My next project is a small, freelance 0-4-0 tank engine made by Chris Ward Railways. Chris designed a kit to fit the Fleischmann Piccolo 7000 N Gauge chassis. The kit includes a body, a ‘chassis footplate’, cab roof, a box to add lead weight and a few other pieces. Chris has also designed cylinder covers that slip over the cylinders of the chassis. He sells these separately. I thought they looked good so I brought them too.
The N Gauge loco came from ebay, it’s very continental – let’s see what I can make from it!
First, I dismantled the loco to get to the chassis. To enable the ‘chassis footplate’ to fit I cut off the buffers. To slide on the cylinder covers I had to remove the metal pin that held the N gauge couplings. (The front one is removed in the photo and the rear one is still in place, although later I removed this too). I didn’t have a nut to fit the original screw that held the Fleischmann body in place, but I did have a 2mm diameter bolt and a matching nut. I enlarged the hole in the chassis so that it will accept the 2mm diameter bolt. Cutting and drilling the chassis isn’t a difficult as it sounds, you just need a steady hand.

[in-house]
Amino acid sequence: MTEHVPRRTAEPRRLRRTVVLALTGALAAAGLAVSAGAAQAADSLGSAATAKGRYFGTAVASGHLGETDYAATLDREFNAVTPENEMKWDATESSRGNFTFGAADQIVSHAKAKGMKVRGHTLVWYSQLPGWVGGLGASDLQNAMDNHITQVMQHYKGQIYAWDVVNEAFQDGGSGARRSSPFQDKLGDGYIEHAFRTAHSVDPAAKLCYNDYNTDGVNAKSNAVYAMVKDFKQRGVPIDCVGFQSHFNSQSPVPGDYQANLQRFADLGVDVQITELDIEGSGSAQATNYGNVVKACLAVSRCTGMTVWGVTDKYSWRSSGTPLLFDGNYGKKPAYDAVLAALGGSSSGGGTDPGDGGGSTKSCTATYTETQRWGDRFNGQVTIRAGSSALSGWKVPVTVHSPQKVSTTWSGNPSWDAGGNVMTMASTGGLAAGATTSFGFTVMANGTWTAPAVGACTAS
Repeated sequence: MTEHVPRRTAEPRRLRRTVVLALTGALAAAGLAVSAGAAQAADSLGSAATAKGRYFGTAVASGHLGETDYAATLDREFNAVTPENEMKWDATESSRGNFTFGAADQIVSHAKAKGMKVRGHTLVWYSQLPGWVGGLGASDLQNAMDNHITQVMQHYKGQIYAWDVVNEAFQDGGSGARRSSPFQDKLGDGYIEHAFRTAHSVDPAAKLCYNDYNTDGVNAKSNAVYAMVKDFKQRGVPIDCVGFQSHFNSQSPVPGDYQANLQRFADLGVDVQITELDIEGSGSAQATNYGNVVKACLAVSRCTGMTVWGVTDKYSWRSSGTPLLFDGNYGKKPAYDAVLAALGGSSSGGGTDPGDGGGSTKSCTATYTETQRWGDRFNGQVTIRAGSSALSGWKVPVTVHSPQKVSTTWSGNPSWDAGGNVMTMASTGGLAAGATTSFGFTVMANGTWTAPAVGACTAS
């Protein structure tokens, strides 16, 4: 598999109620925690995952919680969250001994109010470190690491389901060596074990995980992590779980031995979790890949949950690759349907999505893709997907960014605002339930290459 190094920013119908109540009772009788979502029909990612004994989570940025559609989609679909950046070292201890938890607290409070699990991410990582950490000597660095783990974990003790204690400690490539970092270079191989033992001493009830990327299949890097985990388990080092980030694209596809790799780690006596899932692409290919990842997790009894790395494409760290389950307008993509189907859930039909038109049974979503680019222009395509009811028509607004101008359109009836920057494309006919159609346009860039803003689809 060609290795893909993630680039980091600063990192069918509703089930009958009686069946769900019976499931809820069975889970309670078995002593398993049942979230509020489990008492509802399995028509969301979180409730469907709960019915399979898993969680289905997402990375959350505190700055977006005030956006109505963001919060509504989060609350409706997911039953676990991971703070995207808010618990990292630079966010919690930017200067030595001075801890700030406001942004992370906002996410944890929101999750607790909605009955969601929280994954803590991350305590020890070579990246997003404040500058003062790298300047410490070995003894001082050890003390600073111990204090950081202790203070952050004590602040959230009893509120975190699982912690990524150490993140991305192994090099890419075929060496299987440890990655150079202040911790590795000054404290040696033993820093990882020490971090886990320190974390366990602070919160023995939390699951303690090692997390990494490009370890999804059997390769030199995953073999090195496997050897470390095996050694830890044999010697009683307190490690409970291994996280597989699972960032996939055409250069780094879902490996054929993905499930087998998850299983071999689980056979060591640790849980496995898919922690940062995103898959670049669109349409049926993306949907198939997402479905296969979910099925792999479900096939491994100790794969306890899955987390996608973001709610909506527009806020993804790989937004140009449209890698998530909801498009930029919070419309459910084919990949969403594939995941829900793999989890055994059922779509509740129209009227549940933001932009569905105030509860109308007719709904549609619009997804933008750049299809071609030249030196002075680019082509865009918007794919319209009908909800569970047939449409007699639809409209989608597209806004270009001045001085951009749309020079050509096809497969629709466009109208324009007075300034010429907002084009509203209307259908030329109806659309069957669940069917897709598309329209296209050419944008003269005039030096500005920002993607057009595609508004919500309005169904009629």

The weight of the motor makes the chassis very ‘rear heavy’ so I took the opportunity to add a small lead packing piece to the front of the chassis over the original cylinders.
Finally, I fitted what Chris calls the ‘chassis footplate’. Chris designed a T shaped weight box that fits on top of the chassis footplate, over the original screw hole, and can be attached using the original Fleischmann body screw. I liked the design of the weight box but the plastic is quite light. I wanted to add as much weight as possible inside the body so I chose to omit the weight box and pack the body with lead. I made a small fixing bracket from lead sheet and glued a nut to it. This allows me to fit the chassis footplate to the chassis using a 12mm long, 2mm diameter bolt.